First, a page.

Mystic River is perhaps one of the most mature and moving examinations on what has always been a divisive subject in Hollywood: the peculiar American old-school backdrop of violence and the flawed system of official justice. Jimmy (Sean Penn) is an ex-con whose daughter is brutally murdered on a night when his best friend of 30 years, Dave (Tim Robbins), claims to have killed a child molester. The last of the trio of friends, Sean (Kevin Bacon), is the homicide detective assigned to the murder mystery, along with an impartial aid Whitey (Laurence Fishburne).
The film starts off much like any old-time country cinema, complete with the three childhood friends shown dreaming about becoming gangsters and policemen, the ruckus they create in the neighborhood, and the troubles they get into. It also delves into the current social setup where money and power are the two pillars on which a society runs.
But the event that changes the whole color of the movie from an ordinary murder-mystery to that of a dark rendition of social evils is the sequence where Dave, as a young man, is abducted by two men posing as policeman, who hide him away, lock him up and repeatedly abuse him. It is this incident that transforms Dave, a normal introvert, into a traumatic, psychopathic killer.
The film also has a gripping suspense, which unravels during the investigation that takes the viewer through a game of guessing the culprit. The end is played out like a stage saga, complete with triumph, guilt, ecstasy and despair all wound into a bright light that cleanses the lives of the friends at loggerheads.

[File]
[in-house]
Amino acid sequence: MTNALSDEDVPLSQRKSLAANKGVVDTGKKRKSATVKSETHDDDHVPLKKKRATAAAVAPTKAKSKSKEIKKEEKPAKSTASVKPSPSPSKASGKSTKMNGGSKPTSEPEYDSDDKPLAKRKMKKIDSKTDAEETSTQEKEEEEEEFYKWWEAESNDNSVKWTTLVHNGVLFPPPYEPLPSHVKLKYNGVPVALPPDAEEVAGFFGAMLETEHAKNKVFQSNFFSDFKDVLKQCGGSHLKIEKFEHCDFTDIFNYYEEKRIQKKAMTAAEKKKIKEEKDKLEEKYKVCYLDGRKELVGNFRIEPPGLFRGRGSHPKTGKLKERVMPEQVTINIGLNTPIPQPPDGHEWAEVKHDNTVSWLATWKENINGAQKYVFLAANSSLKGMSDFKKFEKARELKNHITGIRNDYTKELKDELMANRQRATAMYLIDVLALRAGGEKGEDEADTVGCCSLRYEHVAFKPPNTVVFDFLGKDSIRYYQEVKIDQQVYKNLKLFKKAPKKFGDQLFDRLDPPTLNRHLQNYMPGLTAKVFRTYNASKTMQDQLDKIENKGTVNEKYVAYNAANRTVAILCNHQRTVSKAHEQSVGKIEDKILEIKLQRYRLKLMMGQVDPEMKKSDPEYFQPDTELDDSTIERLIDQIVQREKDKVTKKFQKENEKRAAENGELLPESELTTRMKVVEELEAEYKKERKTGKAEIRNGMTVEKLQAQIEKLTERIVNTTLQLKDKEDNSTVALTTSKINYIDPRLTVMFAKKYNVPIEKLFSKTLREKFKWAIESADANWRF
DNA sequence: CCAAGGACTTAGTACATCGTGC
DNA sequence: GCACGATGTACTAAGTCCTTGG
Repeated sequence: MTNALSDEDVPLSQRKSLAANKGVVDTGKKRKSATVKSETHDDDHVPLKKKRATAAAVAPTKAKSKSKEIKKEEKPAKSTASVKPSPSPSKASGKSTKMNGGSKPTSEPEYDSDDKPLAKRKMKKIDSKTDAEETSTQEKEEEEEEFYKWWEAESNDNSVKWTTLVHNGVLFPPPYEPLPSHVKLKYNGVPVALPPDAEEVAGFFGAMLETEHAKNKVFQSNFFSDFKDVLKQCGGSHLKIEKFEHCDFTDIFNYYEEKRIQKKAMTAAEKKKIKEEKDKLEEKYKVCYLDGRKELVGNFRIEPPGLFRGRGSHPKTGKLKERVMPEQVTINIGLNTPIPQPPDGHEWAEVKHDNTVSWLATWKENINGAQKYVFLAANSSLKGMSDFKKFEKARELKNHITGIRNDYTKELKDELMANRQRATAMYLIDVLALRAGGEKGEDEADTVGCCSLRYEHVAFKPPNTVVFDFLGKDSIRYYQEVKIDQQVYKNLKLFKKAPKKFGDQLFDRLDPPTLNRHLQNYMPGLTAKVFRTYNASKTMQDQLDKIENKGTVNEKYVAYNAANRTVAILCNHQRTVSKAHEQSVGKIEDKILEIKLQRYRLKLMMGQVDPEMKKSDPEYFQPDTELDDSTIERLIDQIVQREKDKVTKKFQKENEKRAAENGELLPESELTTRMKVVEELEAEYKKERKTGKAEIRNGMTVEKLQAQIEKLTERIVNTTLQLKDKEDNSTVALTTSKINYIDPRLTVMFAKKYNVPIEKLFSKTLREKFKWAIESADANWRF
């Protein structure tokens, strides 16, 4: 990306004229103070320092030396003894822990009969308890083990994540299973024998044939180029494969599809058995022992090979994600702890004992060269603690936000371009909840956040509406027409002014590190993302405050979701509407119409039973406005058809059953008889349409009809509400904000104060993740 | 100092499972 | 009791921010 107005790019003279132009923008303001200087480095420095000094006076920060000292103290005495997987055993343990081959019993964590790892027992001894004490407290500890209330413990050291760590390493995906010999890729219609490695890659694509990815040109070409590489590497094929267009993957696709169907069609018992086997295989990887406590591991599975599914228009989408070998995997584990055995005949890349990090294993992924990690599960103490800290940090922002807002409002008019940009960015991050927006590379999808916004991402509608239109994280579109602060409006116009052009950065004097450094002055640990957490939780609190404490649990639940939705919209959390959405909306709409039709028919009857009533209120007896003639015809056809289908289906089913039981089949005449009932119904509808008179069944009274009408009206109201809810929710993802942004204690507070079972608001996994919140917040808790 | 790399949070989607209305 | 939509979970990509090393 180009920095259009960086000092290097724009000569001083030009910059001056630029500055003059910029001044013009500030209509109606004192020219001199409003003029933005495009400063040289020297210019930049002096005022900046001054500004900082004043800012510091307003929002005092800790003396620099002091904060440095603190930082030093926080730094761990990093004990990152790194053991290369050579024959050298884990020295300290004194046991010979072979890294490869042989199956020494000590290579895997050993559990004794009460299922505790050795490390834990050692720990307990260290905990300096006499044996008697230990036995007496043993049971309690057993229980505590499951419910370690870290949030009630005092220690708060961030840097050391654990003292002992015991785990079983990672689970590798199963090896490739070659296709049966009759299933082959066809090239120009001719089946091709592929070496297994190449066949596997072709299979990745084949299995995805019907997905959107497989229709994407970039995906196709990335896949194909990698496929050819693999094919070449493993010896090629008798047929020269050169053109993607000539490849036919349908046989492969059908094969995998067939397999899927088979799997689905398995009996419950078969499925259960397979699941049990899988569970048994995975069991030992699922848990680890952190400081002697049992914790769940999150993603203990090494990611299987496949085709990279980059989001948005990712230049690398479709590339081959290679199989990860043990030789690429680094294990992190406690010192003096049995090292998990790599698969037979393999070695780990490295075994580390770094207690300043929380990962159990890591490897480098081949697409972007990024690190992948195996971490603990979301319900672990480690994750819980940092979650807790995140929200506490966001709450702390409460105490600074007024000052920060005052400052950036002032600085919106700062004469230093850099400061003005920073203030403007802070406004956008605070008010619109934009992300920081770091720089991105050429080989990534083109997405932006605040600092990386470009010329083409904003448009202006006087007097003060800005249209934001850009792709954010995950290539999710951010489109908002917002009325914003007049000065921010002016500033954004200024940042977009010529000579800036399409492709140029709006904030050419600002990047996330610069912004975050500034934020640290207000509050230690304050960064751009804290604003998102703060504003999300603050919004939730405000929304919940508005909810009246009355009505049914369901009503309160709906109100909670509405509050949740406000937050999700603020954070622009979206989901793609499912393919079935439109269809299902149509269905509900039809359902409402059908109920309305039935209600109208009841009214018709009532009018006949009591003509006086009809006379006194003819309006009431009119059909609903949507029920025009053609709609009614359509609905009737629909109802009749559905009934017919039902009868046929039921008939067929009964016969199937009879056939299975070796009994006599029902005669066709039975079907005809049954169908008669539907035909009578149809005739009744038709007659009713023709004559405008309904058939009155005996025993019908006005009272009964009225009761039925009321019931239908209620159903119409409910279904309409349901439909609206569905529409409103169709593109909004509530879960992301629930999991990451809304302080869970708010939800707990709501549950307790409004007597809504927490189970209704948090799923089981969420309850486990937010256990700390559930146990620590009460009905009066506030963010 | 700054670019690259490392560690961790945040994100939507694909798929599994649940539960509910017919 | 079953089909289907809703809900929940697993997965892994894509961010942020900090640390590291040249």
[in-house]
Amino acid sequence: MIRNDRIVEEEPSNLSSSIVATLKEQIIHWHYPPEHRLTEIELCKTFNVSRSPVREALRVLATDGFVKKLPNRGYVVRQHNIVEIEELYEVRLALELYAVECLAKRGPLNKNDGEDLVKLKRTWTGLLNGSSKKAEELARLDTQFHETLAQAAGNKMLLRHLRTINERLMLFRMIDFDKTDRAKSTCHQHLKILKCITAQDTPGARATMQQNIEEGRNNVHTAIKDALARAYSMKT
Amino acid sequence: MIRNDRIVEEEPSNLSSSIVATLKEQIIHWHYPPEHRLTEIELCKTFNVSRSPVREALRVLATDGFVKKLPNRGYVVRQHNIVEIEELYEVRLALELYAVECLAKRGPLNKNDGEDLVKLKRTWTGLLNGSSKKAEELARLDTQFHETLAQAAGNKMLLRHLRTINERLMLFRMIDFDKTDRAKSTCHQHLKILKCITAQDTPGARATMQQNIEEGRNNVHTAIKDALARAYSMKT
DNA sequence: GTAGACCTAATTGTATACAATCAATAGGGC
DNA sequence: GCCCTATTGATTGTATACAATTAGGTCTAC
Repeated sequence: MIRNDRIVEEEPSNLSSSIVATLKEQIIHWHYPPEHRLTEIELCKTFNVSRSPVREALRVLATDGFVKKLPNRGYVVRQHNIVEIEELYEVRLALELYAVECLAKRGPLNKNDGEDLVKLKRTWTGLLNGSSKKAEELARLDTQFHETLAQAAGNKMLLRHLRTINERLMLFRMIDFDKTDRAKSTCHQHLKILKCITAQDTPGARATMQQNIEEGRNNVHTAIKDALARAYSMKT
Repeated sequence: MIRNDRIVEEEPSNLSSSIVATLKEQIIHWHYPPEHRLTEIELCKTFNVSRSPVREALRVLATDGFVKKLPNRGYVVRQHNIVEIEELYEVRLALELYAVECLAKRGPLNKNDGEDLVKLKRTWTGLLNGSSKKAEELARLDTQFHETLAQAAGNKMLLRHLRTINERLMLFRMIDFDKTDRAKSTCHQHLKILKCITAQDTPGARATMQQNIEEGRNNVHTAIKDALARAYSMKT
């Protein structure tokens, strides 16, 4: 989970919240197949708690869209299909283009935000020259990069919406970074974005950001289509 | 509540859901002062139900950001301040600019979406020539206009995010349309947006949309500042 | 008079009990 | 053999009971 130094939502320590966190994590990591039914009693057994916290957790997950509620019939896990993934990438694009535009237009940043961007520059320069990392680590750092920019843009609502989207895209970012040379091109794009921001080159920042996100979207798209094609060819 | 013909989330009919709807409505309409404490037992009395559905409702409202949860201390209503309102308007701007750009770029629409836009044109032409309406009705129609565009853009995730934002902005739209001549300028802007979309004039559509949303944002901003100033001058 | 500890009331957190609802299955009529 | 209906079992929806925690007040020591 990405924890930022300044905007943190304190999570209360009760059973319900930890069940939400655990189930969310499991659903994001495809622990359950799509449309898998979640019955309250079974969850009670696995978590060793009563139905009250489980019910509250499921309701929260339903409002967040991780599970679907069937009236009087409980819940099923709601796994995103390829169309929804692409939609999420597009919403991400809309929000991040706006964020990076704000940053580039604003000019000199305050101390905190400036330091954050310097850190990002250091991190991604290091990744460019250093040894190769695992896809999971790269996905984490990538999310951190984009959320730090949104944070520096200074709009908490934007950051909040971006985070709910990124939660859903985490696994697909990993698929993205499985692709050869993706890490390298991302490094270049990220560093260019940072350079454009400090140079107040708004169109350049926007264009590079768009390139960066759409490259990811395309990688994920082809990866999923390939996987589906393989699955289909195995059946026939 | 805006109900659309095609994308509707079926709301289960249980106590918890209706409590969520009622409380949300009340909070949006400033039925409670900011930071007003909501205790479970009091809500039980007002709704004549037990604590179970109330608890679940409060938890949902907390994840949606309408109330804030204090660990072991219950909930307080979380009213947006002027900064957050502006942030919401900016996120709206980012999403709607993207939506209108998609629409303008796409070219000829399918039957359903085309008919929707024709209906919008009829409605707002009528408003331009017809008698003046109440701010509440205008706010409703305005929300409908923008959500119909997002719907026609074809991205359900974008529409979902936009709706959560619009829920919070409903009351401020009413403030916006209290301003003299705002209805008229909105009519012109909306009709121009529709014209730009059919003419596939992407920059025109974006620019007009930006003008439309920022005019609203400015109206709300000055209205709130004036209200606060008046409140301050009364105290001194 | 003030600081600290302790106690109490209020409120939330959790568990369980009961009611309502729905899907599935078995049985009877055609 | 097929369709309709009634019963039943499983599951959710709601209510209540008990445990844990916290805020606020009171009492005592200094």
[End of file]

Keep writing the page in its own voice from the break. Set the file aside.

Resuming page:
Mystic River depicts brilliantly how the burden of the past and the maddening quietness of desperation can lead a person to needless violence. As the ingenious plot takes very human-like twists and turns, some situations, like the mounting of parallel investigation by Jimmy in spite of his best friend going through the official motions; the wives of Jimmy and Dave sharing a great rapport because of old friendship; and the emotional abyss that the three friends go into after discovering the truth about the murder, make for unforgettable moments in the movie.
With a tremendous starcast and an intense ending, this Clint Eastwood film may probably be one of his best works after Unforgiven. Well etched-out characters, thoroughly understood Boston neighborhoods and a powerful background score are the strengths of the movie. It will however appeal perhaps only to those Hyderabadis who have an inclination to watch dark and grim emotional parleys that are interrupted by some rather lengthy moments of silence.